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TheBigStory
 

Deaf team wins dragon boat race

Published on Dec 13, 2012 6:00 AM
 

AFTER reading online about a teacher who mocked a special needs student for salivating, Mr Ryan Ng was infuriated.

The 21-year-old, who has a mentally-challenged brother, decided to do something to combat "condescending" attitudes.

In March, the keen dragon boater roped in three other trainers to help set up Deaf Dragons - a team of about five hearing members and 17 individuals with hearing impairment, mostly from the Singapore Association for the Deaf.

In just four months, the team went from knowing nothing about the sport to winning a prestigious global tournament.

Despite taking up the paddling sport in March with little water confidence, by July, the outfit finished first in the disabled category of the eighth Club Crew World Championships in Hong Kong.

"It was a proud moment for all of us as we have not been training for long, yet we were able to hold our own against the other formidable teams like the Breast Cancer Survivors and All Cancer Survivors," said Mr Ng, who is in national service.

Mr Ng and the other trainers are volunteers with Youth Without Borders, a non-profit organisation which supports and facilitates youth projects.

Their efforts caught the attention of telco StarHub, which forked out $26,000 in May to sponsor the team.

But despite such support, it was not all smooth sailing.

Mr Ng knew that dragon boating is a vocal sport which relies heavily on verbal commands and drum beats to drive momentum.

Without their sense of hearing, the team will be disadvantaged.

But the team took these obstacles in their stride.

They translated verbal commands to visual hand gestures and the able-bodied trainers picked up basic sign language to ease communication.

The trainers also had to dip into their pocket money to rent boats for training sessions, which can cost between $30 and $200.

"Ryan and I put in about $1,000 every month from the fees we earned from other coaching sessions," said Ms Debra Lam, 19, the team's head trainer.

Both Ms Lam, a polytechnic student who has two brothers with autism, and Mr Ng firmly believe that the disabled are just as capable as the able-bodied.

Team member Alfred Yeo, 34, an accounts assistant who was born deaf, told The Straits Times: "During gatherings, people tend to forget I am around and just talk away.

"But sports is a universal language that all of us can understand, coordinating and working together in a team."

The Deaf Dragons team intends to recruit people with other forms of disability.

Eight mentally-challenged individuals are now attending its orientation training sessions, while members are ensuring that waterways are kept clear of litter and leaves.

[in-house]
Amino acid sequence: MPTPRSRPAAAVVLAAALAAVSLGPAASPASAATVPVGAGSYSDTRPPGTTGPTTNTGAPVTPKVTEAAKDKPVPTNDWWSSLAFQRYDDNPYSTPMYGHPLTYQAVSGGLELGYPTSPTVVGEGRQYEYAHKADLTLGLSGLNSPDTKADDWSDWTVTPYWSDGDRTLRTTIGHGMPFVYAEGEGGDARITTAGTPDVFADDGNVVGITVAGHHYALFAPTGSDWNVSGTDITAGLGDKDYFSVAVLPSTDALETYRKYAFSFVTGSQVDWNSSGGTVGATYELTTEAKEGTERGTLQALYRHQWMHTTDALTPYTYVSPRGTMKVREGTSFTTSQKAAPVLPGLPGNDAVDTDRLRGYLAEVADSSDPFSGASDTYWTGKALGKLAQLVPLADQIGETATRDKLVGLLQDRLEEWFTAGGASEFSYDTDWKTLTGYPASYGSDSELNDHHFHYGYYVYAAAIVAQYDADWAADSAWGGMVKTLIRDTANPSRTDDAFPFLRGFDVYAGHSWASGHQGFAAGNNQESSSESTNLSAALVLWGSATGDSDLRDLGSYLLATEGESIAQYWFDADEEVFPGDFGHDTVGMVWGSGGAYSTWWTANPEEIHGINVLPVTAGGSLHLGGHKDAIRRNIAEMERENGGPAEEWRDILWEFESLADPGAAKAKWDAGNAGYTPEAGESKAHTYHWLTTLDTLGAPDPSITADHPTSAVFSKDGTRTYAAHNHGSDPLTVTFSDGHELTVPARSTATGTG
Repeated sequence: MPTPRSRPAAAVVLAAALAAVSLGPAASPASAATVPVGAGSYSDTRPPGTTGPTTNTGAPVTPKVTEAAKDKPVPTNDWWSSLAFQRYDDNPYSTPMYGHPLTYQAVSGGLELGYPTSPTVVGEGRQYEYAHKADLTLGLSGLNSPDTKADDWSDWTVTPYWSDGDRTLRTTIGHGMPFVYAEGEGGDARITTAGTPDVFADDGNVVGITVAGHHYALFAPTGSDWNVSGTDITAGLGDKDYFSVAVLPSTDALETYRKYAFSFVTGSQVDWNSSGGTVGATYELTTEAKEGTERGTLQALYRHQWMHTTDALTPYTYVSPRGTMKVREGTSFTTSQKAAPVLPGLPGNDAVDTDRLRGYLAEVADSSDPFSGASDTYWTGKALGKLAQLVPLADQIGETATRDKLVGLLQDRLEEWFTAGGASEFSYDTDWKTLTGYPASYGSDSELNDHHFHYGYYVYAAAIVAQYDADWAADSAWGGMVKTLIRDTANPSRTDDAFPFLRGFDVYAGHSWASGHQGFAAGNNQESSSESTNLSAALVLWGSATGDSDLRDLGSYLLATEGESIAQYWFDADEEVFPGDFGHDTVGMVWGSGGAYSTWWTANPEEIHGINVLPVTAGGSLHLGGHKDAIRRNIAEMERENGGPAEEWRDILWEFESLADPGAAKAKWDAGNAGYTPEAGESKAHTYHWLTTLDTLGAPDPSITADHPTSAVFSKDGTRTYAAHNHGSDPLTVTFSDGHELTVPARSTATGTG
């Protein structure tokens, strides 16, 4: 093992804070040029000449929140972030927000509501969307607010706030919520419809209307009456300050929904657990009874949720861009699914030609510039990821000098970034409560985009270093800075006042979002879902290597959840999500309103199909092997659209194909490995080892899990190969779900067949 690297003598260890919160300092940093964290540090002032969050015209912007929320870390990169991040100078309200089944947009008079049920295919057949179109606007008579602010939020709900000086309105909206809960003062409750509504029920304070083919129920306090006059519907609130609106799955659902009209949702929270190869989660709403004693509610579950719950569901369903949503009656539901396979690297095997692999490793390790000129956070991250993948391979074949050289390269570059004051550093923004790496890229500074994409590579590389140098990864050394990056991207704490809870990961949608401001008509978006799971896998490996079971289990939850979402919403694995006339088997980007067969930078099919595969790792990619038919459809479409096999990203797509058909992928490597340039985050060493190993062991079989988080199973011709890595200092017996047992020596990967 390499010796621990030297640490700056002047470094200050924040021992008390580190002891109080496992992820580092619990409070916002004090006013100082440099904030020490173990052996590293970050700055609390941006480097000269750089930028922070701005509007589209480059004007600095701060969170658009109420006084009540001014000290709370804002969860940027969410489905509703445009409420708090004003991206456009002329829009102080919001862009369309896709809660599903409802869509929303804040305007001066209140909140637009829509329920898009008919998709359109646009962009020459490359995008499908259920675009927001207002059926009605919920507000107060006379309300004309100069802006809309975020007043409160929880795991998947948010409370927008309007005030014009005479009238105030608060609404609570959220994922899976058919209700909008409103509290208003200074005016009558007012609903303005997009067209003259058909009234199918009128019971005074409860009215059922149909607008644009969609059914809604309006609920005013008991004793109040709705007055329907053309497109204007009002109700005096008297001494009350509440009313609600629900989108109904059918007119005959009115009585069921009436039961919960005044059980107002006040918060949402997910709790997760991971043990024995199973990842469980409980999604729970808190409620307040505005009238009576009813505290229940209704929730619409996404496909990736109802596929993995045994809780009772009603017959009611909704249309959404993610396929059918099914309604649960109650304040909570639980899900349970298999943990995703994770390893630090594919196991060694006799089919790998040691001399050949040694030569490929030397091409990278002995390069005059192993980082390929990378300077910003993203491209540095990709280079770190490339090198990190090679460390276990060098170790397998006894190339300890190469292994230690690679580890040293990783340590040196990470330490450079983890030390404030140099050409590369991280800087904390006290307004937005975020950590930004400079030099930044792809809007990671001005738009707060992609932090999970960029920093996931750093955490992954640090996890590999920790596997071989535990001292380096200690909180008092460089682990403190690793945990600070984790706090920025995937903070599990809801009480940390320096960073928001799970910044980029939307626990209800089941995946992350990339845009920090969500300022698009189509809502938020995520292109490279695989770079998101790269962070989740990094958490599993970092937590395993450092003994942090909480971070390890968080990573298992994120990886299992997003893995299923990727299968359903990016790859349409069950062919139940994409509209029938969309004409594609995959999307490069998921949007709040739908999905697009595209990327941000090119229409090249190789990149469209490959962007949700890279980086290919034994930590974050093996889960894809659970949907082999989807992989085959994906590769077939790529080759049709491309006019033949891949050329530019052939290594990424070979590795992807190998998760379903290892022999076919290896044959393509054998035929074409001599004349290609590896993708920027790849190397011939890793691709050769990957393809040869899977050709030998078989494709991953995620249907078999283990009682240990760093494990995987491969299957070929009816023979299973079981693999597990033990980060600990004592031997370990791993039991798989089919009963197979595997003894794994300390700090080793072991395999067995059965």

JANICE TAI

For more information on the group, visit facebook.com/DeafDragonsSingapore

 

Background story

UNIVERSAL LANGUAGE

During gatherings, people tend to forget I am around and just talk away. But sports is a universal language that all of us can understand, coordinating and working together in a team.

- Team member Alfred Yeo, 34, an accounts assistant who was born deaf


Helping the disabled

  • Singapore Association for Mental Health

The charity aims to promote mental wellness, prevent mental illness, improve care and rehabilitation as well as reduce the stigma and misconceptions that surround people with mental disorders.

It was established in 1969 as the first community mental health agency in Singapore.

The charity is hoping to raise $550,000 for programmes such as Creative Hub, Club 3R and Bukit Gombak Group Homes for people recovering from mental disorders.

www.samhealth.org.sg

  • Our Better World

This website publishes real-life stories about people who are changing the world in big and small ways so that others may be inspired. Started in May, it is an initiative of the Singapore International Foundation.

One group featured on the website is Sports for the Blind, made up of visually handicapped runners and tennis players who are raising funds for a sports programme.

Our Better World has produced videos to tell their stories, spread their cause and seek partnerships.

www.ourbetterworld.org/

  • Metta School

Marina Bay Sands (MBS) organised a charity cookie contest that got the public to submit original recipes fromOct 17 to Nov 26.

Cookies from the winning recipe were then baked by MBS volunteers, Metta School students and executive pastry chef Ryan Witcher to be sold at SweetSpot outlets across MBS.

All proceeds will be donated to the Metta School, which offers special education to students aged six to 21 with mild intellectual disability and mild autism spectrum disorder. The school is a designated charity of Marina Bay Sands.

www.mettaschool.edu.sg

  • Bishan Home for the Intellectually Disabled

The home aims to give residents a good quality of life in a communal living environment.

It offers caregiving, therapy, training, social work and community outreach services.

Besides its residential programme, the home also runs a day activity centre.

www.bishanhome.org.sg

  • Society for the Physically Disabled

The society strives to integrate disabled people into mainstream society. Through rehabilitation, employment, training, education, assistive technology, day care and social service support, it works with them to maximise their potential and help them become self-reliant and independent.

www.spd.org.sg

  • Handicaps Welfare Association

It provides a wide range of programmes and services for people with disabilities. They include welfare assistance, educational classes, driving lessons, a transportation service, recreational activities and a befriender service.

It also runs a rehabilitation centre and loans out mobility and assistive aids to its members and the public.

http://hwa.org.sg/

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